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Scaling up rural sanitation : factors associated with achieving and sustaining open defecation free communities : learning from East Java

What does it take to bring about sustainable sanitation behavior change, cost-effectively, and at scale? The search for answers has intensified in the rural sanitation sector in Indonesia, where access to improved sanitation has grown much too slowly from 22 percent in 1990 to just 36 percent in 2008, and the Millennium Development Goal target for rural sanitation seems well beyond reach. Meanwhile economic losses from poor sanitation and hygiene are costing Indonesia US$6.3 billion or 2.3 percent of its GDP per year. The Water and Sanitation Program’s (WSP) Global Scaling Up Rural Sanitation Project, a learning-by-doing initiative implemented in partnership with local and national governments in Indonesia, India, and Tanzania, sought answers by working at scale from the beginning and by  testing a combination of two relatively new and promising approaches: Community-Led Total Sanitation (CLTS) and sanitation marketing. [authors abstract]

TitleScaling up rural sanitation : factors associated with achieving and sustaining open defecation free communities : learning from East Java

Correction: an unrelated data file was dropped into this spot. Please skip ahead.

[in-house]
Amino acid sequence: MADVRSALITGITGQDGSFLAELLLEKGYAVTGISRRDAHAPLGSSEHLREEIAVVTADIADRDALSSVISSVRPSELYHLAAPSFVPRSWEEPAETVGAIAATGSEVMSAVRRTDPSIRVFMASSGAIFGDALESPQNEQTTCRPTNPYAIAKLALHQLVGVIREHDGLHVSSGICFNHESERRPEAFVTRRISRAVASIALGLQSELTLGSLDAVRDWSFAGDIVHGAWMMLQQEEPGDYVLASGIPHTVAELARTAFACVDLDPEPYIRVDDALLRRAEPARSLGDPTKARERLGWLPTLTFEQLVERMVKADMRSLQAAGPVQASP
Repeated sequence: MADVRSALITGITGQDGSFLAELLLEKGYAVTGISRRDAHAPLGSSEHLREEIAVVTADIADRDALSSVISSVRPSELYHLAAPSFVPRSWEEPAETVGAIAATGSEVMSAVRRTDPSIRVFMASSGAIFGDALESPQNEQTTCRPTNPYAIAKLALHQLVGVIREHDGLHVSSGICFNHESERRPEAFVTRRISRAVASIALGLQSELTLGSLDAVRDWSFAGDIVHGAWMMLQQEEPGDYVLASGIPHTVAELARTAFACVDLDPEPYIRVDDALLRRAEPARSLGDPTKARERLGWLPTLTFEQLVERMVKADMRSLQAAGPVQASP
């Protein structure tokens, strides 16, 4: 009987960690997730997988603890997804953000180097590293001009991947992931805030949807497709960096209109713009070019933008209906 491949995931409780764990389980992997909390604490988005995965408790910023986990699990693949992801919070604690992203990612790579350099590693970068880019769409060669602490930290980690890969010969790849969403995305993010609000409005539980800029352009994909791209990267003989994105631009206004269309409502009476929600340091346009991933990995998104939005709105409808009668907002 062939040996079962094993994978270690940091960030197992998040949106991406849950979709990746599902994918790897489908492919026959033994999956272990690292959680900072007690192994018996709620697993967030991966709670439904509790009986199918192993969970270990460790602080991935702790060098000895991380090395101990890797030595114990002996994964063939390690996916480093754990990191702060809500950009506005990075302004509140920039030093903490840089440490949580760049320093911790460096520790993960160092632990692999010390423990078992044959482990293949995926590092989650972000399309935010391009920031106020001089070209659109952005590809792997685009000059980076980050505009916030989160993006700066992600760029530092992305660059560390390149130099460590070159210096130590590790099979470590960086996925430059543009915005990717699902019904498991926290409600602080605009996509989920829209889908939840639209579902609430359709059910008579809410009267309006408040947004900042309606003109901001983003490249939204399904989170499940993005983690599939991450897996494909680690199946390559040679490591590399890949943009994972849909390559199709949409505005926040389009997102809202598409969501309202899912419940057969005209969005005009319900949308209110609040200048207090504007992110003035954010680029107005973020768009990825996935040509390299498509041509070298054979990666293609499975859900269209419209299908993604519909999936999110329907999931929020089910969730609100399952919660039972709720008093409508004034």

Publication TypeMiscellaneous
Year of Publication2011
AuthorsMukherjee, N.
Secondary TitleResearch Brief / WSP
Pagination8 p.; ill.; 3 fig.; 4 tab.
Date Published2011-09-01
PublisherWater and Sanitation Program - East Asia and the Pacific, WSP-EAP
Place PublishedJakarta, Indonesia
Keywordsaccess to sanitation, community participation, indonesia east java, open defecation, small community supply systems
Abstract

What does it take to bring about sustainable sanitation behavior change, cost-effectively, and at scale? The search for answers has intensified in the rural sanitation sector in Indonesia, where access to improved sanitation has grown much too slowly from 22 percent in 1990 to just 36 percent in 2008, and the Millennium Development Goal target for rural sanitation seems well beyond reach. Meanwhile economic losses from poor sanitation and hygiene are costing Indonesia US$6.3 billion or 2.3 percent of its GDP per year. The Water and Sanitation Program’s (WSP) Global Scaling Up Rural Sanitation Project, a learning-by-doing initiative implemented in partnership with local and national governments in Indonesia, India, and Tanzania, sought answers by working at scale from the beginning and by  testing a combination of two relatively new and promising approaches: Community-Led Total Sanitation (CLTS) and sanitation marketing. [authors abstract]

NotesWith 13 footnotes, among them references
Custom 1303, 822